Back in April, this blog’s South Coast correspondent Sandra Smith shared a meeting in London’s Soho with the UK’s only ‘drag king’ LoUis CYfer.
Last week, Sandra went back with her friend to the Admiral Duncan pub in Soho to see LoUis perform again.
The result was three nights of emails from Sandra. Here are two.
Two other acts were on as well.
One was Shakondda, a Brazilian girl with a body that could move as only a Brazilian can – and big, big hair, made up of two wigs and a couple of smaller pieces. She wore a banana as an earring, and sang a few numbers.
The other was somebody called Sugar Lump – a guy in drag – who sang and it was left to the audience to decide whether he was to get paid or not. We voted Yes.
After the pub closed, LoUis invited us to Muse, a nearby nightclub, to meet her girlfriend Kayleigh, a dancer who works there. LoUis is very smitten by Kayleigh and they are moving in together very soon.
So we all arrived at Muse – LoUis, Shakondda, Sugar Lump, the manager of the Admiral Duncan, Psychic Sadie (who works behind the bar) and another guy. The Muse manager and one of the girls there work with fire, which they demonstrated. They set fire to the bar every so often just for the hell of it.
LoUis is busier than ever. Filming for her documentary – out next year – is ongoing. She is going to be filmed at home very soon. Then she is going back to Texas to do some workshops and a mini tour, possibly ending up in Las Vegas. She is also rehearsing for a one woman musical in Derby called Joan, based on Joan of Arc. She will be performing it in Derby on 17th and 18th July, then it’s coming to Camden’s People’s Theatre, possibly in August… and to the Edinburgh Fringe next year.
LoUis looks upon herself as gender fluid and intends to have a double mastectomy in the future. I think that has as much to do with having large breasts, which give her backache and she has to bind for her act. She wants to be seen just for herself and not identified by her gender.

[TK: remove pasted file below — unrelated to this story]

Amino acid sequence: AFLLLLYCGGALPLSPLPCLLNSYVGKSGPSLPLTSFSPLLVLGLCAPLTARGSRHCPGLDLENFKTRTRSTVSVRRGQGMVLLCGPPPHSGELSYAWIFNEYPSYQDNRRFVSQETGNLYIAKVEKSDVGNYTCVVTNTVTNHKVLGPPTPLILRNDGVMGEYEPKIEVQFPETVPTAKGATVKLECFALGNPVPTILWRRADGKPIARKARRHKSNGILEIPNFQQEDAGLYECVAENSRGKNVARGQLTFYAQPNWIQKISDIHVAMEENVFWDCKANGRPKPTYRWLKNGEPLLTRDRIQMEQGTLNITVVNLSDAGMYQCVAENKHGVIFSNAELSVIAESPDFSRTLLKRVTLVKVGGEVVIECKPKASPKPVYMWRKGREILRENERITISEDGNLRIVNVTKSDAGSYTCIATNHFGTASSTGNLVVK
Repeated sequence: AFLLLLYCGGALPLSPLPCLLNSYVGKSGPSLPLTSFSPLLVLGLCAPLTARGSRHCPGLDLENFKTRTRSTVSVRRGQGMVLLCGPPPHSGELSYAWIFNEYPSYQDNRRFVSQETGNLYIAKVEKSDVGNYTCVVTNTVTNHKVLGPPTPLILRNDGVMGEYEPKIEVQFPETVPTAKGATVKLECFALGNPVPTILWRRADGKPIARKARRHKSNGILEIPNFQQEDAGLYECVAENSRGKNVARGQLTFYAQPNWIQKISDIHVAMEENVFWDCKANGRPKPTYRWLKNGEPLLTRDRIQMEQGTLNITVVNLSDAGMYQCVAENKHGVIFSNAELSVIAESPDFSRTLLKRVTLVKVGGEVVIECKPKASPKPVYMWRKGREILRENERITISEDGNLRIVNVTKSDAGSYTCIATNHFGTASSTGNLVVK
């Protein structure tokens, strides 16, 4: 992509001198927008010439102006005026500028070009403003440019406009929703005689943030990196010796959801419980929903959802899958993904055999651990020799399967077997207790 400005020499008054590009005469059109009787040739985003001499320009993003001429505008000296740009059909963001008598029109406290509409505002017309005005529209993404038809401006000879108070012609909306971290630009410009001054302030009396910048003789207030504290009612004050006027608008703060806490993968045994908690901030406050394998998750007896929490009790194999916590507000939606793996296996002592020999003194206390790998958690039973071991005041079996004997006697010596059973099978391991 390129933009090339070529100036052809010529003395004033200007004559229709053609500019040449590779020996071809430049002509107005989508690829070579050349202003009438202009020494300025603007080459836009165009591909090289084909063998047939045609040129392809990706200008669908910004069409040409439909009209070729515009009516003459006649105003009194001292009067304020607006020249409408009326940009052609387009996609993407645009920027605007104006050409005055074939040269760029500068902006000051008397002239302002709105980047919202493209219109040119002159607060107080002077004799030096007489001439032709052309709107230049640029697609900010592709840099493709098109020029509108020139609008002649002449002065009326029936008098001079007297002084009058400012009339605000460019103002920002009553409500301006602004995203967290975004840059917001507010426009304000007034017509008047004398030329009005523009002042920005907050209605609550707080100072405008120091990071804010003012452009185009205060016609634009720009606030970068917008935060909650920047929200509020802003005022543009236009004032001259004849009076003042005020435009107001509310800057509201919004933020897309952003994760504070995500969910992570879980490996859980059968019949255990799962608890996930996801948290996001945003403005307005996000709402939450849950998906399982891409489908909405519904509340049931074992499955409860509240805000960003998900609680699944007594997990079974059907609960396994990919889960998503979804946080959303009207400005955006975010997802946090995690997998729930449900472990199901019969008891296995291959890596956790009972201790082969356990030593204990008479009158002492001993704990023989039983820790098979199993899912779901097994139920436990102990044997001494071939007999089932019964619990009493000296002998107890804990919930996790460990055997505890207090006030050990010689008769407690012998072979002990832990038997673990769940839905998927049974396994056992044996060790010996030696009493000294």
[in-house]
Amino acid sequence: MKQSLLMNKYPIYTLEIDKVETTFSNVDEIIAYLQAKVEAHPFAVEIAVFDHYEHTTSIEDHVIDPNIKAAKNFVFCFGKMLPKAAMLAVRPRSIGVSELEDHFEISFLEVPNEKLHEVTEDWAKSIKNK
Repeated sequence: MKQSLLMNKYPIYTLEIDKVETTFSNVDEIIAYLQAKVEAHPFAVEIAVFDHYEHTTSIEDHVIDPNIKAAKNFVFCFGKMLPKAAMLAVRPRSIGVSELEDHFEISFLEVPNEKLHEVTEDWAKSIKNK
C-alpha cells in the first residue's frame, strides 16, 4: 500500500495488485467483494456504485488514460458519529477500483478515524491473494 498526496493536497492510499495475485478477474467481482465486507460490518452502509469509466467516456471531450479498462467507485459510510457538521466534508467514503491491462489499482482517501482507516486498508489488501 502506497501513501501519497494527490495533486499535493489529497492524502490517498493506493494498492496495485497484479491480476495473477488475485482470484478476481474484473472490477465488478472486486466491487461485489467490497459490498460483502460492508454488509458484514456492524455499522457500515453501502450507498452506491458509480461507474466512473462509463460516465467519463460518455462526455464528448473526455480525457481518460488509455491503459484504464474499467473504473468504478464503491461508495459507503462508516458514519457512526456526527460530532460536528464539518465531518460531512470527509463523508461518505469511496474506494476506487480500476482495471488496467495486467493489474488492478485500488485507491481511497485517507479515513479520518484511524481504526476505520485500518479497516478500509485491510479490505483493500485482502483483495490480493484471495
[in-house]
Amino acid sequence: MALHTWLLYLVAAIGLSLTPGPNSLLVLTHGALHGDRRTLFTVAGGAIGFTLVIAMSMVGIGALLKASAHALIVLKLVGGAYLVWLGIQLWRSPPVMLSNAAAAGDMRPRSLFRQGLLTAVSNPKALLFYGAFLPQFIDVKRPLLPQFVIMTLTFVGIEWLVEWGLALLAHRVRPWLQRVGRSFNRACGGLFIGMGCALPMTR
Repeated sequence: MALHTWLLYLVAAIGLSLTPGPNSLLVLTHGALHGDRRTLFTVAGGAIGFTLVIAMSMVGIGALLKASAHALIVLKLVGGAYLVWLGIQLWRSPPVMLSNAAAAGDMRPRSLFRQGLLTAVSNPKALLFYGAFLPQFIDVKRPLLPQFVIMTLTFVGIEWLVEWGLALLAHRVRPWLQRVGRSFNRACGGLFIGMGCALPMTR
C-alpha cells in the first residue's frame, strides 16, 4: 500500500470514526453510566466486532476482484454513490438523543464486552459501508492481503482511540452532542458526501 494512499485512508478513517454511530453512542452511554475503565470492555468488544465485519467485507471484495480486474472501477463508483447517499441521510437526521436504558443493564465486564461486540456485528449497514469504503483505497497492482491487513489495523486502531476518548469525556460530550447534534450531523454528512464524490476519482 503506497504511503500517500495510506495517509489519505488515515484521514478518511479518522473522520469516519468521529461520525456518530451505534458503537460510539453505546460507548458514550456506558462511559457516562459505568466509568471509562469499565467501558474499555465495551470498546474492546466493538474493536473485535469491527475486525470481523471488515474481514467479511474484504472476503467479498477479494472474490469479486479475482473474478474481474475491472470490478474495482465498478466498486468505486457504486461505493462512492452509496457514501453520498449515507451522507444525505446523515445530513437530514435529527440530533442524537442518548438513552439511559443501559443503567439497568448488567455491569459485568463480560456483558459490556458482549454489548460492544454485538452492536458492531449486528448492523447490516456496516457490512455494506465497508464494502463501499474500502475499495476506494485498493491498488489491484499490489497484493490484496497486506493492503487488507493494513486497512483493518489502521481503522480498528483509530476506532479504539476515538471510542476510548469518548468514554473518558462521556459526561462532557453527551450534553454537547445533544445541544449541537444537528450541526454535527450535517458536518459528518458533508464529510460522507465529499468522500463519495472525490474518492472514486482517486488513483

She was born in Germany to a mother in the Royal Signals and a father who was a PE instructor. She came to England aged six. Her auntie, Marie Myers, was the first woman CID officer in Yorkshire and was attacked with a hypodermic syringe and contracted meningitis. But I can’t remember the outcome of that, as it was getting late.
LoUis went to Brunel University in London and has an MA in Contemporary Theatre Performance. She also studied Gender and Art in Relationship to That of Identity. At least I think that was what she said. It was getting very late.
Shakondda and I chatted about things racial in Brazil. She told me she chose her rather over-the-top wigs because of her family’s attitude to race and her mother’s refusal to acknowledge that they may have black blood. That is as far as I can remember. My memory is hazy in parts.
I told her that I would have loved hair like that when I was younger, as I was desperate not to be English. I used to get called Chink (so non-PC) as a kid, which delighted me enormously.
We left them at around 3.30am and all I had to do then was persuade the friend I was with that I would rather go back to where we were staying and not on to another club till 5.00am.
Have got my top on inside out at the moment, having had two hours sleep. Went to bed at 5.00am. No doubt I will perk up later.
As well as my top being inside out, I am drinking coffee – instant – out of a cafetière that I found under the sink. Not a cup to be found.
We spent a fairly sedate afternoon yesterday up at Middle Temple.
I then headed to Soho and the Admiral Duncan pub again, as they have an act on every night.
I went alone, as my friend had fallen by the wayside after too many late nights.
The entertainment came in the form of the very glamorous Mary Mac – a Scottish lad from Glasgow – with tartan ribbons in his hair and a belter of a voice. There was a real party atmosphere and Psychic Sadie was behind the bar.
I spent the evening with a couple of boys who work together in Shaftesbury Avenue. They were great fun to be with, as were the rest of the crowd.
Mary Mac asked me where I was from and how I had spent my time in London, then asked me my age.
My answer elicited a huge cheer from the crowd and Mary Mac proposed a toast to me. My glass was clinked many times, and the evening continued apace. The show finished around 11.30pm and Mary Mac asked us collectively to join him at Heaven, the nightclub just off the Strand.
I decided not to go and said goodbye to the boys, after exchanging e-mail addresses with them. I headed off for something to eat in an Italian restaurant, which was on the point of closing. They insisted that it was no trouble at all to prepare something for me, after which I headed back to Bloomsbury at around 1.30am.
Sandra sent me a photograph of herself wearing Shakondda’s hair. She told me she felt less like Scarlet O’Hara, more like Whatever Happened to Baby Jane?